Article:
Boy, that escalated quickly

As the events in Canberra unfolded last week a feeling of déjà vu must have descended across the nation.

There is no question that the office of PM should be treated with more respect and in era’s past it would be the seniors of the party who would stop the hysteria of nervous back bencher’s by standing firm with the PM and quelling the dissenters,

Not today and instead we have the almost Abbott and Costello styled comedy skit of ‘Abbott doing to Turnbul, what Turnbull had done to Abbott, what Abbott had done to Turnbull, and Turnbull had done to Nelson.


Bishop, Morrison and Dutton preparing for the leadership showdown

And despite lecturing us about political virtue, the Opposition leader Bill Shorten has had his hands in the removal of Prime Ministers Rudd by Gillard, then Gillard by Rudd, prior to the 2013 election.

So every time you hear a pontificating Labor MP in the coming months talking about what a disgrace the removal of Turnbull was, well think hypocrite.

As Paul Keating once said, “always back self-interest” and when it comes to making a decision that might impact their futures, our politicians have shown that they will always put self-interest first.

This is not say that I was a fan of Malcolm Turnbull. I was far from it and when asked of an opinion of him as leader I always stated that he seemed to me a man who wanted to be PM, not through any ideological position to change the world, purely because he wanted to be PM.


Malcolm Turnbull preparing for the oath of office

He was intelligent, successful, confident and occasionally articulate, but the reality is that he never appealed to the public because he stood for nothing.

Heading into the office as PM he was a champion of popular media causes, global warming, same-sex marriage etc… Yet upon arrival at the Lodge he lost his nerve and then began crab walking away from these central themes.

Yes Australia signed the Paris accord, yet let’s be honest the Liberal party regularly tore itself up over energy policy, which is why we do not have one, and when it came to same-sex marriage, yes it was passed into law, but only after a ridiculous and divisive ‘non-binding’ public vote that dragged the debate out for months.


Malcolm Turnbull attempting to wind back his climate policies

Now put aside whether you support these policies or not, that is not the issue, it is how they were handled by Turnbull. He had the choice as leader to double down and push these through the party room.

That is what a leader needs to do. Make clear their position and then bring the people with you. Not float ideas and hope that someone else will pick them up and jump on your bandwagon.

It is why you cannot lead by looking at opinion polls. You need to ignore the noise of polls, newspapers, ‘shock jocks’ and make the decisions from the best available advice and ultimately what drives you ideologically.

Once made, you hold firm, stare down your detractors and build public support. That is how you get things through a difficult parliament and build the reputation of someone who delivers, who stands firm, who gets the job done.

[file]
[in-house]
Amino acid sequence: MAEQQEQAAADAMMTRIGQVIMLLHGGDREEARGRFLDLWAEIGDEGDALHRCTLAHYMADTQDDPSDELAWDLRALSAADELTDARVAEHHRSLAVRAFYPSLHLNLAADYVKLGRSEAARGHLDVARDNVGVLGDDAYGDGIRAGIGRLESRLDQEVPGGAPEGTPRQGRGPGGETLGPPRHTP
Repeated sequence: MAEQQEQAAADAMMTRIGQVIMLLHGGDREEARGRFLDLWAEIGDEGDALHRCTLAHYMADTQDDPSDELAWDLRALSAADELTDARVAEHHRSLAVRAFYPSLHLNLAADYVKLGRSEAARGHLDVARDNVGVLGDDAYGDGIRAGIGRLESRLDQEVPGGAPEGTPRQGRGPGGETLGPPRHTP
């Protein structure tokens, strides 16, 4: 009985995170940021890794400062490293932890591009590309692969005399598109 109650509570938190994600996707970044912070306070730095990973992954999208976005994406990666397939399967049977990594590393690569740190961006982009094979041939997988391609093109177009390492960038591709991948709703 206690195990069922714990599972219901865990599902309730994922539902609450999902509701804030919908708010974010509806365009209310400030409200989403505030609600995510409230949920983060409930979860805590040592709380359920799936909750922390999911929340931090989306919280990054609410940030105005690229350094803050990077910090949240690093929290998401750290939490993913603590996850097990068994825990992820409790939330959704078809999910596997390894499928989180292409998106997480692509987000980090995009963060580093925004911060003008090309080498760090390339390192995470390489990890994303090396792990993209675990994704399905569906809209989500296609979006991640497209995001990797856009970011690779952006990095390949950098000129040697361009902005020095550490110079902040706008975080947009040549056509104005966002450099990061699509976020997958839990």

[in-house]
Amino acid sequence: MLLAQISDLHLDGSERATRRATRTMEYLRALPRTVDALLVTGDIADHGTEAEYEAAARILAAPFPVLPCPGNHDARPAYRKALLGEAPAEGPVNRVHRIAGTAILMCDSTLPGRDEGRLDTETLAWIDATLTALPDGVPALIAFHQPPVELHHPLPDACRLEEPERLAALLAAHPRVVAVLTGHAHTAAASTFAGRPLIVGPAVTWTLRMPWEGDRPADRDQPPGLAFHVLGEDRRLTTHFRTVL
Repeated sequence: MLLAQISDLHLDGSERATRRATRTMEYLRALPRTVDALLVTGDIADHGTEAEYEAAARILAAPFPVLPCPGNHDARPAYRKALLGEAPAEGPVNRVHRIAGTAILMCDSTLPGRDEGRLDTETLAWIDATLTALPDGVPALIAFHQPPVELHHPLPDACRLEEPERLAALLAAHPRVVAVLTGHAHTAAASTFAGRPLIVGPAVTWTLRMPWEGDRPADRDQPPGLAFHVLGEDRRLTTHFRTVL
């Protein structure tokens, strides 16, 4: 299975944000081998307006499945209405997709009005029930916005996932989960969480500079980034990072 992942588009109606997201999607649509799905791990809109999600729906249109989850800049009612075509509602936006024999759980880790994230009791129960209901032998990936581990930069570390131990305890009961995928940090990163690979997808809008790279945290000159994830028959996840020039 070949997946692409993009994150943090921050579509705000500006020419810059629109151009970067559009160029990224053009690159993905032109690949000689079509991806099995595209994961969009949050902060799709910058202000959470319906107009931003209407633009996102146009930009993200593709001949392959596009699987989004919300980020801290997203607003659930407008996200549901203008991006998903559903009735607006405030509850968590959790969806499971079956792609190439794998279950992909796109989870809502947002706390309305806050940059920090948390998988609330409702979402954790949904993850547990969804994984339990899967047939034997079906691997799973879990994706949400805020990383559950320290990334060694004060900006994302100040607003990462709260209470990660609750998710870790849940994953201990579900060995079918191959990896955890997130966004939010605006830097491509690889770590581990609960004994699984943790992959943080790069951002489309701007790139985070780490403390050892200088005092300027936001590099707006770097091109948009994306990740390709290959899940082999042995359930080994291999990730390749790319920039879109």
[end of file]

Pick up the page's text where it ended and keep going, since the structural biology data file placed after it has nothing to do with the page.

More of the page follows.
Reaction of Australian politicians to tough policy decisions
















Margaret Thatcher earned her ‘Iron Lady’ descriptor through her actions, likewise John Howard never shirked a tough issue, banning guns and introducing a GST.

Bob Hawke in partnership with Paul Keating earned legendary status in reforming the nations economy by floating the dollar and demanding an accord between unions and business.

Reagan took tough decisions which drew enormous criticism, yet his conviction style and America first politics saw him win all bar one state in the 1984 elections.

These where brave leaders, willing to lose so that they could put into place policies they believed would be a win for the people.


Bob Hawke showing the people how you get the job done

For a little over a decade since John Howard’s departure we have seen nothing but politics driven by focus groups and polling, with ideas raised and dropped as soon as whiff of unpopularity is blown in.

Whether it be Rudd/Gillard/Rudd/Abbott or Turnbull, when they have faced two paths, they have always taken the one they believed to be the most populist.

It is why they have been so easy to remove, as if they stand for nothing, then what have you got to lose if you punt them.






As the 30th Prime Minister Scott Morrison grabbed the reigns we were not off to a great start, with the clichés piling up as he assured Australian’s that this was “a new generation” of leadership, that the government was “on our side,” that he believed in a “fair go,” and promised to make Australia “even greater.”


Warning sign missed by the media pack on Friday

Given today’s NewsPoll showing a 56-44 lead to the ALP and a primary vote in the low 30s, it is going to take Mr Morrison a heck of a lot more than clichés to bring the LNP back into election calculations.

So my challenge for Mr Morrison is to do something we have not seen a leader do in this nation for over a decade. That is to create policies that you believe in, not because they will be popular, but because you believe they will improve the lives of the people your represent.

Once you have created them and come to share these with the public, leave the clichés at home and avoid complicating the language.

Deliver your message with passion and conviction and then do something almost foreign for our leaders and that is follow through on what you say and let your actions speak louder than your words (pardon the cliche).

Mr Morrison is it is now up to you. Keep following the same tired road and I can guarantee that we will see the 7th change of leader in a little over a decade in early 2019. Govern with conviction and you at the least give yourself a fighting chance!